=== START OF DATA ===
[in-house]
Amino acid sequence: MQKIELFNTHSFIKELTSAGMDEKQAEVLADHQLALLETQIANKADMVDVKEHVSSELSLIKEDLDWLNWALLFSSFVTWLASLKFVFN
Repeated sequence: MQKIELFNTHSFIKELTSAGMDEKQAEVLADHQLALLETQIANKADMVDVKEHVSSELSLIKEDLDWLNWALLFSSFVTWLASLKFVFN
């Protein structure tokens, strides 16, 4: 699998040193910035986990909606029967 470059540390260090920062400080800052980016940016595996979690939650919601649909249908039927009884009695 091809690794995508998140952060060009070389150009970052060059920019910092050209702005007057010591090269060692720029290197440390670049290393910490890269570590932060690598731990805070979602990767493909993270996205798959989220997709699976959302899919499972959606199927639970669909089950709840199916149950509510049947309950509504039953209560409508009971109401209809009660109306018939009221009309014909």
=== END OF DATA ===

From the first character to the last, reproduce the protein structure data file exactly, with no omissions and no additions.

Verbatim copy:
[in-house]
Amino acid sequence: MQKIELFNTHSFIKELTSAGMDEKQAEVLADHQLALLETQIANKADMVDVKEHVSSELSLIKEDLDWLNWALLFSSFVTWLASLKFVFN
Repeated sequence: MQKIELFNTHSFIKELTSAGMDEKQAEVLADHQLALLETQIANKADMVDVKEHVSSELSLIKEDLDWLNWALLFSSFVTWLASLKFVFN
């Protein structure tokens, strides 16, 4: 699998040193910035986990909606029967 470059540390260090920062400080800052980016940016595996979690939650919601649909249908039927009884009695 091809690794995508998140952060060009070389150009970052060059920019910092050209702005007057010591090269060692720029290197440390670049290393910490890269570590932060690598731990805070979602990767493909993270996205798959989220997709699976959302899919499972959606199927639970669909089950709840199916149950509510049947309950509504039953209560409508009971109401209809009660109306018939009221009309014909």